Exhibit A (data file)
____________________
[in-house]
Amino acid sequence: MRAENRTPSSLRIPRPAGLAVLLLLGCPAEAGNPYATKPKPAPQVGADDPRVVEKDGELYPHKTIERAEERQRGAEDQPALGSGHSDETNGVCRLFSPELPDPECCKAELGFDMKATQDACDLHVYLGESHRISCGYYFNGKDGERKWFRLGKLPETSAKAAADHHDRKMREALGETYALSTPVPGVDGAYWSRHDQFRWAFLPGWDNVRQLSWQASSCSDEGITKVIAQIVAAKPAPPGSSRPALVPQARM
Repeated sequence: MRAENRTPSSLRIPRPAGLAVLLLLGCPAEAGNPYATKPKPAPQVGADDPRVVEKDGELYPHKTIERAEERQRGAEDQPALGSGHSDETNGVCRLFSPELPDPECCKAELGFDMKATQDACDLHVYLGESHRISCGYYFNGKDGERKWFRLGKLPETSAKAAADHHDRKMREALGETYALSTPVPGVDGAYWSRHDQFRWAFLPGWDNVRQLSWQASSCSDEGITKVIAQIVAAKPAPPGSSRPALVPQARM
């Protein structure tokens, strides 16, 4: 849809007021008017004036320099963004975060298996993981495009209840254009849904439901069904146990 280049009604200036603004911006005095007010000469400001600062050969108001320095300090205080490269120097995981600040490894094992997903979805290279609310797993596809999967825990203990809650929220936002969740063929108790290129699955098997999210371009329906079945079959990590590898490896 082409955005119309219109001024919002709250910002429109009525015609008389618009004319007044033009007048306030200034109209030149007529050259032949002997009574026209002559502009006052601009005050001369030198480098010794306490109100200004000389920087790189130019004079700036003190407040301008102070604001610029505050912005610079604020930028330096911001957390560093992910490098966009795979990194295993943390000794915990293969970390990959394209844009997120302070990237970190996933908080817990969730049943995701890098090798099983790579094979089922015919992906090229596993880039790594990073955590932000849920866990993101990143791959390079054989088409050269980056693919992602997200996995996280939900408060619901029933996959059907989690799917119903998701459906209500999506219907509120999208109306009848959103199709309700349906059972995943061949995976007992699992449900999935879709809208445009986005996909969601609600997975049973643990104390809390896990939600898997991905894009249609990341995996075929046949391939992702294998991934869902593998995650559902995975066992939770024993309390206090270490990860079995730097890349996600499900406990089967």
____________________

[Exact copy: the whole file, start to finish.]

[in-house]
Amino acid sequence: MRAENRTPSSLRIPRPAGLAVLLLLGCPAEAGNPYATKPKPAPQVGADDPRVVEKDGELYPHKTIERAEERQRGAEDQPALGSGHSDETNGVCRLFSPELPDPECCKAELGFDMKATQDACDLHVYLGESHRISCGYYFNGKDGERKWFRLGKLPETSAKAAADHHDRKMREALGETYALSTPVPGVDGAYWSRHDQFRWAFLPGWDNVRQLSWQASSCSDEGITKVIAQIVAAKPAPPGSSRPALVPQARM
Repeated sequence: MRAENRTPSSLRIPRPAGLAVLLLLGCPAEAGNPYATKPKPAPQVGADDPRVVEKDGELYPHKTIERAEERQRGAEDQPALGSGHSDETNGVCRLFSPELPDPECCKAELGFDMKATQDACDLHVYLGESHRISCGYYFNGKDGERKWFRLGKLPETSAKAAADHHDRKMREALGETYALSTPVPGVDGAYWSRHDQFRWAFLPGWDNVRQLSWQASSCSDEGITKVIAQIVAAKPAPPGSSRPALVPQARM
């Protein structure tokens, strides 16, 4: 849809007021008017004036320099963004975060298996993981495009209840254009849904439901069904146990 280049009604200036603004911006005095007010000469400001600062050969108001320095300090205080490269120097995981600040490894094992997903979805290279609310797993596809999967825990203990809650929220936002969740063929108790290129699955098997999210371009329906079945079959990590590898490896 082409955005119309219109001024919002709250910002429109009525015609008389618009004319007044033009007048306030200034109209030149007529050259032949002997009574026209002559502009006052601009005050001369030198480098010794306490109100200004000389920087790189130019004079700036003190407040301008102070604001610029505050912005610079604020930028330096911001957390560093992910490098966009795979990194295993943390000794915990293969970390990959394209844009997120302070990237970190996933908080817990969730049943995701890098090798099983790579094979089922015919992906090229596993880039790594990073955590932000849920866990993101990143791959390079054989088409050269980056693919992602997200996995996280939900408060619901029933996959059907989690799917119903998701459906209500999506219907509120999208109306009848959103199709309700349906059972995943061949995976007992699992449900999935879709809208445009986005996909969601609600997975049973643990104390809390896990939600898997991905894009249609990341995996075929046949391939992702294998991934869902593998995650559902995975066992939770024993309390206090270490990860079995730097890349996600499900406990089967």